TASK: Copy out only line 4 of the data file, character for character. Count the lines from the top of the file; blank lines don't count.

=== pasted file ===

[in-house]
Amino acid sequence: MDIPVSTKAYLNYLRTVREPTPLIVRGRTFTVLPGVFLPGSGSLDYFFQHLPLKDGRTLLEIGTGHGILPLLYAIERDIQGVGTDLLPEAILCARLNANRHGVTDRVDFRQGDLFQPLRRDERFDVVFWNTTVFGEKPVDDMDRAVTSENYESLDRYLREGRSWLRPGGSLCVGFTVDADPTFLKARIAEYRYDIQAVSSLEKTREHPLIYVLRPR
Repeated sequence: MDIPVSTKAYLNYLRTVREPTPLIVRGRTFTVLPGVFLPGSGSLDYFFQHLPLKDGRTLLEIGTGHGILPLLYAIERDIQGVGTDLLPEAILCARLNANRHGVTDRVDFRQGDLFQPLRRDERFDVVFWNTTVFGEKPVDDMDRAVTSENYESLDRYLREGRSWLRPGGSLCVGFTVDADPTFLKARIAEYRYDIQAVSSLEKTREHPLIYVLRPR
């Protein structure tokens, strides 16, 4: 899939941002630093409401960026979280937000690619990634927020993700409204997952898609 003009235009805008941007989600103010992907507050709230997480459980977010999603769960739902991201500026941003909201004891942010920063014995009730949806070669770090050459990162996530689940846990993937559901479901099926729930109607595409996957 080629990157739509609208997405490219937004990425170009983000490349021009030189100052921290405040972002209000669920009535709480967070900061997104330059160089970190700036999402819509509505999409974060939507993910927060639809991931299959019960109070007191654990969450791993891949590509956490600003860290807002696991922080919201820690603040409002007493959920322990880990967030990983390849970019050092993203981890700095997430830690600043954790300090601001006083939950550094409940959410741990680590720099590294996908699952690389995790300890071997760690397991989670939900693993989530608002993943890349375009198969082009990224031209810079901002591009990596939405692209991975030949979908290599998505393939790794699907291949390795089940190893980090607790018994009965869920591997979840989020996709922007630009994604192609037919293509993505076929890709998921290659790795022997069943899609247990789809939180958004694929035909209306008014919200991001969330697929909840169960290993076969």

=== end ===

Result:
């Protein structure tokens, strides 16, 4: 899939941002630093409401960026979280937000690619990634927020993700409204997952898609 003009235009805008941007989600103010992907507050709230997480459980977010999603769960739902991201500026941003909201004891942010920063014995009730949806070669770090050459990162996530689940846990993937559901479901099926729930109607595409996957 080629990157739509609208997405490219937004990425170009983000490349021009030189100052921290405040972002209000669920009535709480967070900061997104330059160089970190700036999402819509509505999409974060939507993910927060639809991931299959019960109070007191654990969450791993891949590509956490600003860290807002696991922080919201820690603040409002007493959920322990880990967030990983390849970019050092993203981890700095997430830690600043954790300090601001006083939950550094409940959410741990680590720099590294996908699952690389995790300890071997760690397991989670939900693993989530608002993943890349375009198969082009990224031209810079901002591009990596939405692209991975030949979908290599998505393939790794699907291949390795089940190893980090607790018994009965869920591997979840989020996709922007630009994604192609037919293509993505076929890709998921290659790795022997069943899609247990789809939180958004694929035909209306008014919200991001969330697929909840169960290993076969």